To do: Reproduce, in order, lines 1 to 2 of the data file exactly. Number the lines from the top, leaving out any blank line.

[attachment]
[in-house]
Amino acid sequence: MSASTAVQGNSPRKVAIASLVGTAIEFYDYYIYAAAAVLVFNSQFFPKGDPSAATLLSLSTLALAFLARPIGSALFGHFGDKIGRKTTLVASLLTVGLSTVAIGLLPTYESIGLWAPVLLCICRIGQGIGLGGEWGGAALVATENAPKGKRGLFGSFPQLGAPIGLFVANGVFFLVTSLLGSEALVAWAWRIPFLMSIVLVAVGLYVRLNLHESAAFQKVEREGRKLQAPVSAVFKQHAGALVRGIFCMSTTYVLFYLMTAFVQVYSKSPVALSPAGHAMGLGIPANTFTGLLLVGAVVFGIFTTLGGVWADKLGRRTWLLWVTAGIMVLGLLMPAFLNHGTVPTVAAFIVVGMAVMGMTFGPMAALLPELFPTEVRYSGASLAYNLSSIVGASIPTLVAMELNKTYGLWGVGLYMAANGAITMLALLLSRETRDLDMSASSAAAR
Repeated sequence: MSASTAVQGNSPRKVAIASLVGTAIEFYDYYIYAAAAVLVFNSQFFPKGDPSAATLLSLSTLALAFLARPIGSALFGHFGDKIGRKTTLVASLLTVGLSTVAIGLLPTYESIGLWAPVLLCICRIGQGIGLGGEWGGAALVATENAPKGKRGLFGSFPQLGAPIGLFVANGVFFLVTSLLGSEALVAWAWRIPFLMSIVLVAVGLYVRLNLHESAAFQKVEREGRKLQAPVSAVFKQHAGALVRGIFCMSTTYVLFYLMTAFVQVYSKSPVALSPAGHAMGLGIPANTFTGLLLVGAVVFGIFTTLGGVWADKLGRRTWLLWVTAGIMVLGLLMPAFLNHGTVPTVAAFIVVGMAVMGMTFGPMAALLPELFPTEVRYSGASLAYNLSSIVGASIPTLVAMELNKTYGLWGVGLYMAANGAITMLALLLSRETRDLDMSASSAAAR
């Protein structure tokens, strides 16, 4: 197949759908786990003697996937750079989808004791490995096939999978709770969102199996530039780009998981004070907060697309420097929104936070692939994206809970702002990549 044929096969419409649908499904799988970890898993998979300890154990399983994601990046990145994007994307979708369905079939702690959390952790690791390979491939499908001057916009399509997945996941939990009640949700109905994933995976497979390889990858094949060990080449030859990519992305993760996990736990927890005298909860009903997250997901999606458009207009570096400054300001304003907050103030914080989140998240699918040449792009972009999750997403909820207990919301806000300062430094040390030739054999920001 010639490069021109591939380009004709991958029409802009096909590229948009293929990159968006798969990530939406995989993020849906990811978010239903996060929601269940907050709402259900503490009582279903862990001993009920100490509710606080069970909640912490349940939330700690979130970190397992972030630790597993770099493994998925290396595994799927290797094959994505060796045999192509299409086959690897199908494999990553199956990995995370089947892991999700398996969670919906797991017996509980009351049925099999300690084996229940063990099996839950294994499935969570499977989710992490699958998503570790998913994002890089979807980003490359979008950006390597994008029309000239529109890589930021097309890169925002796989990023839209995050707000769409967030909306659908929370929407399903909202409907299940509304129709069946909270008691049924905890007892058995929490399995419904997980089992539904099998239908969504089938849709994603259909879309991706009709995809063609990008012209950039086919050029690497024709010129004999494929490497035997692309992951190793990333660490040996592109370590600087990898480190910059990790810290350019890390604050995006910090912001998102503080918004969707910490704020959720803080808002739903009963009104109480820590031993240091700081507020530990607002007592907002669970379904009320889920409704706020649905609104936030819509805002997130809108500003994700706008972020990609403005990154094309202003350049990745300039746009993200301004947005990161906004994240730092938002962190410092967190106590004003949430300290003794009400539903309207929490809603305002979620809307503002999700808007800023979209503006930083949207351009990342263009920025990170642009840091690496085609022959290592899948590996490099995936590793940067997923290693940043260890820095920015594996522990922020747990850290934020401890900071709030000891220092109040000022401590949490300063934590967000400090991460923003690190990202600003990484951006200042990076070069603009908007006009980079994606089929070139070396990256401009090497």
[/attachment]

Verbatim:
[in-house]
Amino acid sequence: MSASTAVQGNSPRKVAIASLVGTAIEFYDYYIYAAAAVLVFNSQFFPKGDPSAATLLSLSTLALAFLARPIGSALFGHFGDKIGRKTTLVASLLTVGLSTVAIGLLPTYESIGLWAPVLLCICRIGQGIGLGGEWGGAALVATENAPKGKRGLFGSFPQLGAPIGLFVANGVFFLVTSLLGSEALVAWAWRIPFLMSIVLVAVGLYVRLNLHESAAFQKVEREGRKLQAPVSAVFKQHAGALVRGIFCMSTTYVLFYLMTAFVQVYSKSPVALSPAGHAMGLGIPANTFTGLLLVGAVVFGIFTTLGGVWADKLGRRTWLLWVTAGIMVLGLLMPAFLNHGTVPTVAAFIVVGMAVMGMTFGPMAALLPELFPTEVRYSGASLAYNLSSIVGASIPTLVAMELNKTYGLWGVGLYMAANGAITMLALLLSRETRDLDMSASSAAAR